There is more to the cricketer’s rise in brand valuation than his cracking form on the cricket field, notes Sandeep Goyal
Virat Kohli is today, without doubt, India’s premier human brand. And, that transformation, the meteoric rise, has taken place between Diwali (October 2015) and Holi (March 2016).
Kohli’s rankings were on the ascendant for the last three to four years, but he remained in the shadow of his captain and senior team mate, MS Dhoni.
Besides sportsmen, typically lag the Bollywood troika of the Khans and Mr. Bachchan when it comes to celebrity rankings.
But Kohli has managed to change all that.
The World Cup T-20 ignited Brand Virat Kohli.
I studied the brand’s evolution on 64 parameters and found that the rise in valuations is quite unprecedented.
I have been tracking personality brands for well over a decade and such a major metamorphosis in a brand’s attribute wheel, that too in such a short period, has rarely been observed. One reason is, of course, the phenomenal exposure that live television provides today.
As a result after the T-20 matches, Virat’s explosive batting and soaring sixes -- not to forget his nimble running between the wickets -- were seared into public memory.
When I finished one round of field studies in October-November last year, over a sample of over 2,500 respondents across five cities, Kohli was not in the position he is today. I then ran a purposive sample just after the World Cup T-20.
In the interim six months, he had zoomed to the top, leaving Salman Khan who was top-of-the-pops in the last round way behind.
What makes Virat so special?
When we look at his brand map, we find that his scores have zoomed on parameters labelled tough, dynamic, innovative and reliable.
Kohli is regarded as progressive and contemporary, but most importantly, he is rated very high on being distinctive, stylish and prestigious.
On most of these attributes his scores have doubled in a mere six months; that too across gender, demographics and geographies.
Judging by these responses, there is obviously more to Brand Virat than just his cricket.
The fact that he is no longer seen to be arrogant (as he was perceived in his early years) is interesting.
He is believed, on the contrary, to be very approachable and straight-forward, which means that his behaviour, on-field and off-the-field, is being closely watched by millions of his fans.
His flying a kiss off his bat to then lady love Anushka; his bowing to icon Sachin Tendulkar in the pavilion on achieving a batting milestone; his appeal to everyone on social media to not troll his ‘ex’ -- these actions seem to have endeared him to many.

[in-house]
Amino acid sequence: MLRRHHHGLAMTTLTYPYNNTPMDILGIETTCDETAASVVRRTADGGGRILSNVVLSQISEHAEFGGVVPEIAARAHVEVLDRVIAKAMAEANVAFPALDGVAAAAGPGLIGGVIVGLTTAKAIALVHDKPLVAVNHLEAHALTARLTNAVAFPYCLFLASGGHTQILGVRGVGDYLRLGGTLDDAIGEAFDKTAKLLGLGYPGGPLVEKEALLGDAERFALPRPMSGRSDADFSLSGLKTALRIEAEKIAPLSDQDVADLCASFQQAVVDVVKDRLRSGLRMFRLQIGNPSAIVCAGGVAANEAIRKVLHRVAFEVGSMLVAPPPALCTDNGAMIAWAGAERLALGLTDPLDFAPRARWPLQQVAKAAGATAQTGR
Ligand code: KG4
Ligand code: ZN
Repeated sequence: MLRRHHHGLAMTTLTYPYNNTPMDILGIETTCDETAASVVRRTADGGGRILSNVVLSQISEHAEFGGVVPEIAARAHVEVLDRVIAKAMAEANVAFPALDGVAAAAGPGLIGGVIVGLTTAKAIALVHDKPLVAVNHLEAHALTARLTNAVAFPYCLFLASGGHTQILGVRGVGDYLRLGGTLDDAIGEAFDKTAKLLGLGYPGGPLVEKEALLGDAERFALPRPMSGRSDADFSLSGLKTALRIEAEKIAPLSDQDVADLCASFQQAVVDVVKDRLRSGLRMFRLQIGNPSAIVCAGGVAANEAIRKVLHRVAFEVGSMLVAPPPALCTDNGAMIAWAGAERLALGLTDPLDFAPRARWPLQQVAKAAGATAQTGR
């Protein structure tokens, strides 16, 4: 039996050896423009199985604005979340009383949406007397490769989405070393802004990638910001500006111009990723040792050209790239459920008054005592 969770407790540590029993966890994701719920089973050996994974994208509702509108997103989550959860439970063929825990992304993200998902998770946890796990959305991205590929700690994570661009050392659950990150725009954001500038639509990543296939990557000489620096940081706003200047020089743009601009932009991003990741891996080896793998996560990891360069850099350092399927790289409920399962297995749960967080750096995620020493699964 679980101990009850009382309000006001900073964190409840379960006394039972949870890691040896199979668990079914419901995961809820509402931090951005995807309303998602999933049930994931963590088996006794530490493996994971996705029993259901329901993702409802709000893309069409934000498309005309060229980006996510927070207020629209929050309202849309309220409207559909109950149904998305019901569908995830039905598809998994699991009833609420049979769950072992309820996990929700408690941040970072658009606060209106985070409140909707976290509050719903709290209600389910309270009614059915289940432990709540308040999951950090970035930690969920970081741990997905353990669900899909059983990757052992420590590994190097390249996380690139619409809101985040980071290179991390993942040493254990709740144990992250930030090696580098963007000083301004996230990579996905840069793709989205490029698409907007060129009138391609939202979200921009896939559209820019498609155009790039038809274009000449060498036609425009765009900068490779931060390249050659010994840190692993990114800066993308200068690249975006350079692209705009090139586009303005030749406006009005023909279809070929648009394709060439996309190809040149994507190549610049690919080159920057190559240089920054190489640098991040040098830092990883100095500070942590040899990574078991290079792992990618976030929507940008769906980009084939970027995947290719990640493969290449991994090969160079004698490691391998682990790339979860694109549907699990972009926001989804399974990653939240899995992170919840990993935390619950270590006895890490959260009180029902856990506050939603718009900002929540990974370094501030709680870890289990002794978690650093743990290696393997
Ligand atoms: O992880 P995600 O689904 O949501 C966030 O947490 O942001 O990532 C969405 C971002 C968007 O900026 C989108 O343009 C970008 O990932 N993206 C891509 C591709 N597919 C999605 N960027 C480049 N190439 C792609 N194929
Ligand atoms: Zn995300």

And for brand managers all around the world, these are all indicators of the making of a brand that transcends mere power drives and lofted maximums.
In the abbreviated brand wheel of Virat, the one attribute I have deliberately not analysed is ‘fun’.
Because, that would make for an entire subject in itself.
Is it the batting that is entertaining?
Or is it that his tattoos and metrosexual looks make him irresistible?
Or is it that his ever-ready smile and his interaction with his team-mates are influencing his brand value?
Or is it his willingness to click selfies with his fans? Perhaps it is all of that, and a little bit of that what we call the X-factor.
In 2014, American Appraisal had estimated Kohli’s brand value at $56.4 million, placing him fourth on the list of India’s celebrity brands.
Today he is worth a lot more. His bat deal with MRF is said to be the costliest deal in Indian cricket history.
In 2014, UK’s Sportspro magazine rated Kohli as the second most marketable athlete in the world, next only to Lewis Hamilton, and ahead of Cristiano Ronaldo, Lionel Messi and Usain Bolt.
I wouldn’t be surprised if he tops the list this year.
Virat Kohli is young.
He is already India’s Test captain and perhaps a year or two away from leading the Indian side in ODIs and T-20 too.
He has been ranked No.1 in the ICC rankings more than once.
He endorses almost 20 brands — Adidas to Pepsi to Tissot to Colgate. Yet, despite his meteoric rise, he remains rooted and real.
He wears black wristbands as a cricket superstition; earlier, he wore the same pair of gloves which he believed had helped him ‘keep scoring’.
Apart from a religious black thread, he has also been wearing a kara (a steel bracelet) on his right arm since 2012, fans read this as vulnerability in a star. And that makes a brand as human as he can possibly be!
Sandeep Goyal is a media and advertising industry veteran whose experience spans 30 years. He is currently writing his PhD thesis on human brands.